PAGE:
Leukemia, Understanding the Most Common Childhood Cancer

Understanding Leukemia

The Most Common Childhood Cancer

HTS Girl with BearDid you know Childhood Leukemia is the most common of Childhood Cancers and teens, accounting for almost 1 out of 3 cancers? According to the American Cancer Society, about three out of four leukemias among children and teens is Acute Lymphocytic Leukemia (ALL).

Types of Acute Leukemias

The two main types of childhood leukemia are the acute forms of leukemia, which require immediate and aggressive treatment. The focus of this blog will be on acute leukemias, Acute Lymphocytic Leukemia (ALL), and Acute Myeloid Leukemia (AML). 

Lymphoid stem cells

Myeloid stem cell

Childhood Leukemia cancer starts in the blood cells, most often in white blood cells. ALL starts in early white blood cells called lymphocytes. The other type of acute leukemia is Acute Myeloid Leukemia, also known as Acute Myelogenous or Myelocytic Leukemia starts in the myeloid cells, which develop into white blood cells (other than lymphocytes), red blood cells, or platelets.

B and T White Blood Cells

There are two important types of white blood cells, B cells and T cells also described as  B Lymphocytes and T Lymphocytes. These cells help the body fight infection. The B Lymphocytes make antibodies to fight infection. These memory cells remember what to do when the foreign invader shows up, and they go on the attack to eliminate the foreign invaders before they get out of hand.

types of white blood cells

T Lymphocytes remember and help B cells fight infection by making antibodies. T cells learn when they are naive which foreign agents to fight off. T cells also target very specific foreign invaders. The acquired T cells with “invader fighting memories” are only called upon when there is an attack by a particular invader. The T cells recognize the invader by unique proteins on their surface. When an invader (cell) moves in with an antigen (toxin or foreign substance that induces an immune response) that matches the protein on the T cell, it begins the cytokine release (soldiers) to attack and destroy the foreign cell invaders (https://www.news-medical.net/health/What-are-T-Cells.aspx).


Immunotherapy vs Chemotherapy

There have been many advances in cancer treatment. Immunotherapy has proven to be much less toxic and very effective for treating many types of cancer. Leukemia is no exception. CAR T-cell therapy is a novel way of treating several cancers, including Leukemia. The process for  T-cell therapy involves the removal of a patient’s T cells via aphaeresis (separating blood plasma from white cells), whose proteins are then modified and returned to the blood. These modified T cells are called CAR T-cells, and they now recognize specific surface antigens of cancerous cells they need to attack (https://www.lls.org/treatment/types-treatment/immunotherapy/chimeric-antigen-receptor-car-t-cell-therapy).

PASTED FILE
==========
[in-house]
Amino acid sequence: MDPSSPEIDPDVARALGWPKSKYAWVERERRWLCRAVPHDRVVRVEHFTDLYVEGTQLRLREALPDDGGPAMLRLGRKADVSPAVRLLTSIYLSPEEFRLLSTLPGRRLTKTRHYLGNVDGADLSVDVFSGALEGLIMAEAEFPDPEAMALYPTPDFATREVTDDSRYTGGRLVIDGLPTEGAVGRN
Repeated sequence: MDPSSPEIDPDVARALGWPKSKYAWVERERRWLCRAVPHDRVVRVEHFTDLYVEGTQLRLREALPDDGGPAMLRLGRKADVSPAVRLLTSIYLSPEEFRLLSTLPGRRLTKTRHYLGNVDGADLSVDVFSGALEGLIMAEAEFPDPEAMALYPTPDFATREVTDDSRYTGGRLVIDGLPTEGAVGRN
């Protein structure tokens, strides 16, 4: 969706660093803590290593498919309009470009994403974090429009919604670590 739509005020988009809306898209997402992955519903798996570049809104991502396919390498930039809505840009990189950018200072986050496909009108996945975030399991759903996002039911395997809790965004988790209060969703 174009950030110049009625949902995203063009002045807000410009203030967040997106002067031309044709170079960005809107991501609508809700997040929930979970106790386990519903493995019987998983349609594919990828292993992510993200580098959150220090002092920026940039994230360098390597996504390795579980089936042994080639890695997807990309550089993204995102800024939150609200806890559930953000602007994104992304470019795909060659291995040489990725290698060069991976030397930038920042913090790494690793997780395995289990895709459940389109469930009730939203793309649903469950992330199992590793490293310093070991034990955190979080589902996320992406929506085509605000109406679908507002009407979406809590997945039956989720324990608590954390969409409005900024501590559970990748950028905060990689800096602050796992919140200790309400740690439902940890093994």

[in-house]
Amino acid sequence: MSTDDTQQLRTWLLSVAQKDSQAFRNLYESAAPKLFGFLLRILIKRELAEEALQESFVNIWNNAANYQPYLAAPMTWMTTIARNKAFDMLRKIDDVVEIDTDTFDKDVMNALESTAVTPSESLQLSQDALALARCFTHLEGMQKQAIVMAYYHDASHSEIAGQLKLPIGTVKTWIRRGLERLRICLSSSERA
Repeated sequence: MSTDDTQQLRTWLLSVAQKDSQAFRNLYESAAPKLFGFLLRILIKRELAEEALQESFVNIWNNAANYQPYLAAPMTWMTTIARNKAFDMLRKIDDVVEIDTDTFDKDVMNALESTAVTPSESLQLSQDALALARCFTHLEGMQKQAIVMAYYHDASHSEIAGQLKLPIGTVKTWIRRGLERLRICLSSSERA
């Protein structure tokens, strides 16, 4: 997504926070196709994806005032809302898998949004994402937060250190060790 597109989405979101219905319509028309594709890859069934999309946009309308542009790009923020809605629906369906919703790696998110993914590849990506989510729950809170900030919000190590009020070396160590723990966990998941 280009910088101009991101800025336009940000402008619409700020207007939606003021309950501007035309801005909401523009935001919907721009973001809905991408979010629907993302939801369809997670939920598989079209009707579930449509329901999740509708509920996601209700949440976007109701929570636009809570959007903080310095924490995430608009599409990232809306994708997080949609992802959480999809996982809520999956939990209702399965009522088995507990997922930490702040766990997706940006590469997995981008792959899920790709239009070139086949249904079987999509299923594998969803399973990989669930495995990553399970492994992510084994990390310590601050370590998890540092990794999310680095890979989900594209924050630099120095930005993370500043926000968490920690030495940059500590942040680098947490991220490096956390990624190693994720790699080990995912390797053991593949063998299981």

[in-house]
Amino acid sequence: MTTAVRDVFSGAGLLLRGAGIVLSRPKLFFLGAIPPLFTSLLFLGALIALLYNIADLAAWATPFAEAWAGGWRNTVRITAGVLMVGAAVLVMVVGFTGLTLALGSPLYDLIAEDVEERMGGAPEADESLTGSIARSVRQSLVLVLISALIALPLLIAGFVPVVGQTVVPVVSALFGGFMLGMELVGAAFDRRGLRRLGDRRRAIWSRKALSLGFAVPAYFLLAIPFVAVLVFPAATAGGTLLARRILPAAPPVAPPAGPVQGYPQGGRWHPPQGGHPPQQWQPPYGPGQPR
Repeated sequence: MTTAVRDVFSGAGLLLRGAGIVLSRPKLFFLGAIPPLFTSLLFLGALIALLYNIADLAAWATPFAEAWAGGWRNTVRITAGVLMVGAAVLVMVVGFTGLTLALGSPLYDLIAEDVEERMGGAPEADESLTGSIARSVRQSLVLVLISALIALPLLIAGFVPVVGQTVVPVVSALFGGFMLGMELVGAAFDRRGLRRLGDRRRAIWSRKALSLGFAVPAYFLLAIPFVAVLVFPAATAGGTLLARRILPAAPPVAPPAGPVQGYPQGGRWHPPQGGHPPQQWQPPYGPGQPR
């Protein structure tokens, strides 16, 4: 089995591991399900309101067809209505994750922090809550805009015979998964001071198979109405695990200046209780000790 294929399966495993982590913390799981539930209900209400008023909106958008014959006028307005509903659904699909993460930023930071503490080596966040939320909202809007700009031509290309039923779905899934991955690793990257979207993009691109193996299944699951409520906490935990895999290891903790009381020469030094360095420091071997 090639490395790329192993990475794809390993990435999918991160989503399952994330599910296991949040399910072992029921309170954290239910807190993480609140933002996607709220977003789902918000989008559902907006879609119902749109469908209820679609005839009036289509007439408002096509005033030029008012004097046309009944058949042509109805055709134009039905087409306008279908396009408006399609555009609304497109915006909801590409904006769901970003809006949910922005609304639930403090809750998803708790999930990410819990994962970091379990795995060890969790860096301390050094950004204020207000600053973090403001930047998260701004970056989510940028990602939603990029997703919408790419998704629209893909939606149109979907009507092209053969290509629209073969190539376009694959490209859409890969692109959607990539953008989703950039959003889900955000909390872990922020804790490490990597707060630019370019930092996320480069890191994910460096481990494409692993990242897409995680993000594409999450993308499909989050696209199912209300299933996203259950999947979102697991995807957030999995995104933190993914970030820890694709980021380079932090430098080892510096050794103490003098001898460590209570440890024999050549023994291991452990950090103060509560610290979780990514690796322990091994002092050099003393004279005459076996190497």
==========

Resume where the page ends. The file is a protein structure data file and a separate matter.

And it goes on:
One promising treatment option for ALL is a new immunotherapy treatment called Kymriah. KYMRIAH is not a pill, chemotherapy, or transplant. KYMRIAH is a type of cutting edge immunotherapy that uses the power of your own immune system to treat your cancer. A natural defender, the T cell is a part of your immune system. T cells detect and destroy infected or cancerous cells by looking for certain antigens. Antigens are markers on cells that help your immune system identify normal cells from infected or cancerous cells; however, your cancerous B cells look like normal B cells, so T cells don’t always recognize them.

After KYMRIAH, your T cells will be able to recognize an antigen on your B cells called CD19. By reprogramming your T cells into CAR-T cells, KYMRIAH enhances their ability to detect and destroy your B cells, including those with cancer in them. Because KYMRIAH uses your own T cells, you may hear it referred to as an “individualized” therapy made just for you. Kymriah has been approved for patients up to 25 years of age for treating ALL that is refractory or in second or later relapse, meaning it is not responding to traditional treatment or the cancer has returned.

Here to Serve

While much progress is being made in the fight against Childhood Leukemia and survival rates have increased, many more new options on the horizon. Clinical Trials are an invaluable way to keep the process moving forward. Here to Serve can help guide you if a clinical trial is your best option, including providing resources to help you travel and relocate for a trial.

No doubt about it, navigating the complex journey through medical treatments, insurance, and day-to-day routines is daunting. Even daily activities, which were once routine, are challenging, such as cleaning, laundry, and meal preparation. Coupled with the tremendous expense, it is no wonder the stress level among families going through this challenge is enormous. Here to Serve helps connect you to a community of caring people and resources to help. If you have a child diagnosed with Leukemia or other childhood cancer, please reach out so we can help. Or if you know of someone going through this difficult journey, please tell them about Here to Serve. If you wish to donate financial resources, Here to Serve will make sure they get to families most in need.

By Amanda Enciso